North Carolina lawmakers override the governor's veto of a 12-week abortion prohibition

The legislature of North Carolina has voted to override the governor's veto of a moratorium on most abortions after 12 weeks.

The state's Republican-controlled legislature enacted the bill in early May, but Democratic Governor Roy Cooper vetoed it over the weekend. In consecutive votes, Republicans overrode the veto, eliciting chants of "shame" from onlookers.

The law, which reduces the abortion window from 20 weeks to 12 weeks, will now take effect on July 1. Tuesday, the state Senate voted 30 to 20 and the state House voted 72 to 48 to override the governor's veto. A solitary defection from the Republican party could have altered the outcome. Protesters at the statehouse began chanting, "Shame! Shame! Shame!"

The Care for Women, Children, and Families Act was passed by the state Senate on 4 May, one day after the state House, along party lines. On Saturday, Governor Cooper vetoed the bill at a rally. He stated that the measure would "stand in the way of progress" and set women's health back 50 years.

The law prohibits abortions after 12 weeks, with exceptions for rape, incest, and medical emergencies. It requires that all abortions performed after that date be performed in a hospital.

Until 20 weeks of pregnancy or 24 weeks in the case of a "life-limiting anomaly" are exceptions in the cases of rape and incest. In addition, the law restricts the use of abortion medications after 10 weeks of pregnancy and imposes additional requirements, such as a consultation with a physician prior to the procedure.

The law provides 160 million dollars (£128 million) in funding for contraception, foster care, child care, and paid parental leave. Republicans retain narrow supermajorities in both chambers of the state legislature, allowing them to override a Democratic governor's veto.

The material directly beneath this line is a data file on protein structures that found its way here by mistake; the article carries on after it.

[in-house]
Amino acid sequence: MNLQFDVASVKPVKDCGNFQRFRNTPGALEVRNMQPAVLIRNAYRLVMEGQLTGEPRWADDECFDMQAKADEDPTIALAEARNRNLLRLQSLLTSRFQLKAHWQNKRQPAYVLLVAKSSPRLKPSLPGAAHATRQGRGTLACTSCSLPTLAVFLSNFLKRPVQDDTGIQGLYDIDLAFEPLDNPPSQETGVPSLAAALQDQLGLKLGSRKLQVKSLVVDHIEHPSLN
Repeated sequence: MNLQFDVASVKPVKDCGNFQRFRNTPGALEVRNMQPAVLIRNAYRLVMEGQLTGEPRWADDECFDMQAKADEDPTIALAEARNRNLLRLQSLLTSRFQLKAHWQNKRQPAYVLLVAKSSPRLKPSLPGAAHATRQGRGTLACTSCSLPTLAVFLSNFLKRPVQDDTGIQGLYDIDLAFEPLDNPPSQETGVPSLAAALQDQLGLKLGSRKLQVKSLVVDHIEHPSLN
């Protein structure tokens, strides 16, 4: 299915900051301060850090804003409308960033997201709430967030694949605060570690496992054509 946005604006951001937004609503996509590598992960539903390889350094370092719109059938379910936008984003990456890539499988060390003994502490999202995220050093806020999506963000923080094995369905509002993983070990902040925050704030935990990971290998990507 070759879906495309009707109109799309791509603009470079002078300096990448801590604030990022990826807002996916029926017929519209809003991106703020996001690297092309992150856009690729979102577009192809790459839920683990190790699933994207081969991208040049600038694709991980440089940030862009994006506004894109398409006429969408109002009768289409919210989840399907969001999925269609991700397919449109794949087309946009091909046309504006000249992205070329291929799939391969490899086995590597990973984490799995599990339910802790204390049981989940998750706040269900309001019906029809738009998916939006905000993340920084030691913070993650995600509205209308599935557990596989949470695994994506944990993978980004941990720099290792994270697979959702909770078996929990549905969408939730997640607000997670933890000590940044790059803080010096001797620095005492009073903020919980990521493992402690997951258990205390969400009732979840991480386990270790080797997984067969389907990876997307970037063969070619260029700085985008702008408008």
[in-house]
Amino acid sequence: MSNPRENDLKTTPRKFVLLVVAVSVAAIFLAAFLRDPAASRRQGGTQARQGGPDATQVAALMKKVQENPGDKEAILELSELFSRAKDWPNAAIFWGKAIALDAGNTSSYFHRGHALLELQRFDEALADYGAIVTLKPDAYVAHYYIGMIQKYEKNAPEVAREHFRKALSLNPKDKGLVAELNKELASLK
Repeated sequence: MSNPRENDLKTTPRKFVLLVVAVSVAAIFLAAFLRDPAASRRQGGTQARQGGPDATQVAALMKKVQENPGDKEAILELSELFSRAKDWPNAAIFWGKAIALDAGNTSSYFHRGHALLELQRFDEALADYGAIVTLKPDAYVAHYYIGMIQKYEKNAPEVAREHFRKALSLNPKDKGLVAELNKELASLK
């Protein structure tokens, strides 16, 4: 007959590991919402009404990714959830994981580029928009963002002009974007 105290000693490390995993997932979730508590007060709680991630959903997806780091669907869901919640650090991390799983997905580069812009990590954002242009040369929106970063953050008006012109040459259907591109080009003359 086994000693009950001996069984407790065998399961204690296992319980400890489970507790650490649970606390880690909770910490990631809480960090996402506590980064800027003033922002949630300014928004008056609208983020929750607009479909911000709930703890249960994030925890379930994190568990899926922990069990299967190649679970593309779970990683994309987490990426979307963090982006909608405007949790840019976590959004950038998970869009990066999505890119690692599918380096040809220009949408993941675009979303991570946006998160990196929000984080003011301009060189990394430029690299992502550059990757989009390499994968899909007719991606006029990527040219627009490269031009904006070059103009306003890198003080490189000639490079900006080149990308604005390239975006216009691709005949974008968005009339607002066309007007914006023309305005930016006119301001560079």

The party obtained its veto-proof supermajority last month when a Democrat who had previously pledged to protect abortion access switched to the Republican party. Congresswoman Tricia Cotham voted in favor of the ban after assuring last year that she would continue to vigorously defend the right to choose.

Republicans hold exactly three-fifths of seats in both the Senate and the House, so a single party defector could have derailed Tuesday's vote and allowed the governor's veto to stand.

The razor-thin supermajority prompted Mr. Cooper to undertake a last-ditch effort to persuade any Republican to cross party lines last week.

Tuesday, after the state Senate voted to override the governor's veto, four female Republican legislators issued a joint statement proclaiming that the new law "brings to life a culture that values motherhood and protects the lives of the unborn."

One of the four, Vickie Sawyer, blamed the Democrats of having extreme and exaggerated objections. However, Democratic state representative Deb Butler stated that the law would make North Carolina a less welcoming place to reside.

14 states have passed near-total abortion prohibitions since the Supreme Court ended the nationwide right to abortion last year. According to the Society of Family Planning, a non-profit that advocates for abortion rights and research, North Carolina saw a 37% increase in abortions following the Supreme Court ruling.

The majority of the increase was attributable to women traveling to North Carolina from other southern states, where restrictions are now mainly enacted.